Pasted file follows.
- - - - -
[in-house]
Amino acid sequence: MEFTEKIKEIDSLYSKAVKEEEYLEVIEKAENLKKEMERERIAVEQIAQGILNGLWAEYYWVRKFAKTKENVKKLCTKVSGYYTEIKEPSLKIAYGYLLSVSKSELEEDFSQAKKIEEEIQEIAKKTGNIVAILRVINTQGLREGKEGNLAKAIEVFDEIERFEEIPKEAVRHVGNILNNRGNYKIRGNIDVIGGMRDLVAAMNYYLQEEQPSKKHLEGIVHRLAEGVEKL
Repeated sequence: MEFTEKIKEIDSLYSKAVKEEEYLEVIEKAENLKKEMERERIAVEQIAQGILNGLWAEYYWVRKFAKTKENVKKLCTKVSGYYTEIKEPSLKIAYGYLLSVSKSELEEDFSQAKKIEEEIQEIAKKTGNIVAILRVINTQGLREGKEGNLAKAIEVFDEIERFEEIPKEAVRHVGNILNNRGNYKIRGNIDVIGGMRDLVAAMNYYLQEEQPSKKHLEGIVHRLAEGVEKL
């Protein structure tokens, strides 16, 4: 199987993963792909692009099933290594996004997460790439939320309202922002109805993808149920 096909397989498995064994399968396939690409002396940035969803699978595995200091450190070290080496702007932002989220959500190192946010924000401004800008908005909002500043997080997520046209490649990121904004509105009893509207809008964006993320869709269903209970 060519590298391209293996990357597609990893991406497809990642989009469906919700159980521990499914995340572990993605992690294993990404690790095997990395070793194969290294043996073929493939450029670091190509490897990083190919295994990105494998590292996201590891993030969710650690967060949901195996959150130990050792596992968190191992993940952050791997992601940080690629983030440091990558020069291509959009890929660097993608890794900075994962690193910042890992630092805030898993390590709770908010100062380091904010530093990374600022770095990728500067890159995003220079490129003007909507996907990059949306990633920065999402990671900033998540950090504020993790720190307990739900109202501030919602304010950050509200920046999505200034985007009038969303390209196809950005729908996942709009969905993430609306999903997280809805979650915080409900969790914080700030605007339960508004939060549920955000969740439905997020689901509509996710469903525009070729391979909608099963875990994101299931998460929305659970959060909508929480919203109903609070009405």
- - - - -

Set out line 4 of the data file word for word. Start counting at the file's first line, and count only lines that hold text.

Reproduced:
């Protein structure tokens, strides 16, 4: 199987993963792909692009099933290594996004997460790439939320309202922002109805993808149920 096909397989498995064994399968396939690409002396940035969803699978595995200091450190070290080496702007932002989220959500190192946010924000401004800008908005909002500043997080997520046209490649990121904004509105009893509207809008964006993320869709269903209970 060519590298391209293996990357597609990893991406497809990642989009469906919700159980521990499914995340572990993605992690294993990404690790095997990395070793194969290294043996073929493939450029670091190509490897990083190919295994990105494998590292996201590891993030969710650690967060949901195996959150130990050792596992968190191992993940952050791997992601940080690629983030440091990558020069291509959009890929660097993608890794900075994962690193910042890992630092805030898993390590709770908010100062380091904010530093990374600022770095990728500067890159995003220079490129003007909507996907990059949306990633920065999402990671900033998540950090504020993790720190307990739900109202501030919602304010950050509200920046999505200034985007009038969303390209196809950005729908996942709009969905993430609306999903997280809805979650915080409900969790914080700030605007339960508004939060549920955000969740439905997020689901509509996710469903525009070729391979909608099963875990994101299931998460929305659970959060909508929480919203109903609070009405």